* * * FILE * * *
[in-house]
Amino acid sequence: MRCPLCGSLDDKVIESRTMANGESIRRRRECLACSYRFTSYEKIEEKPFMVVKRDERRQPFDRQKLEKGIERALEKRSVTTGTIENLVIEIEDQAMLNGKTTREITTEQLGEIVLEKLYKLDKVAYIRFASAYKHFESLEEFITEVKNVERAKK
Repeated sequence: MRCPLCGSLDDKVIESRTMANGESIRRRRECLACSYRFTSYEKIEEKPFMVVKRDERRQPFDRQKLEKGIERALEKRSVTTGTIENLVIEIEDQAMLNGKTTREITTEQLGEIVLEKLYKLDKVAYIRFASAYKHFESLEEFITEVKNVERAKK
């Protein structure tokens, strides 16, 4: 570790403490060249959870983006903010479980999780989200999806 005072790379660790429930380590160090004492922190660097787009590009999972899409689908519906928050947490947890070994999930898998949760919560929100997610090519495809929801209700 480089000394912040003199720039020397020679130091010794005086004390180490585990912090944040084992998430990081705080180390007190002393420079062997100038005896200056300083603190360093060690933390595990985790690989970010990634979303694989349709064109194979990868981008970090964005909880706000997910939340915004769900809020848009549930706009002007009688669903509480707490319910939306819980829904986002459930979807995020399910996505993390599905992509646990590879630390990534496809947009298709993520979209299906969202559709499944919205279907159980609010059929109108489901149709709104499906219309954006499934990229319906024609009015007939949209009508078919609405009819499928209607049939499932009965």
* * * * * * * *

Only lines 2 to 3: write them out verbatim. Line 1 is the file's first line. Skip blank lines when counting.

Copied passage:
Amino acid sequence: MRCPLCGSLDDKVIESRTMANGESIRRRRECLACSYRFTSYEKIEEKPFMVVKRDERRQPFDRQKLEKGIERALEKRSVTTGTIENLVIEIEDQAMLNGKTTREITTEQLGEIVLEKLYKLDKVAYIRFASAYKHFESLEEFITEVKNVERAKK
Repeated sequence: MRCPLCGSLDDKVIESRTMANGESIRRRRECLACSYRFTSYEKIEEKPFMVVKRDERRQPFDRQKLEKGIERALEKRSVTTGTIENLVIEIEDQAMLNGKTTREITTEQLGEIVLEKLYKLDKVAYIRFASAYKHFESLEEFITEVKNVERAKK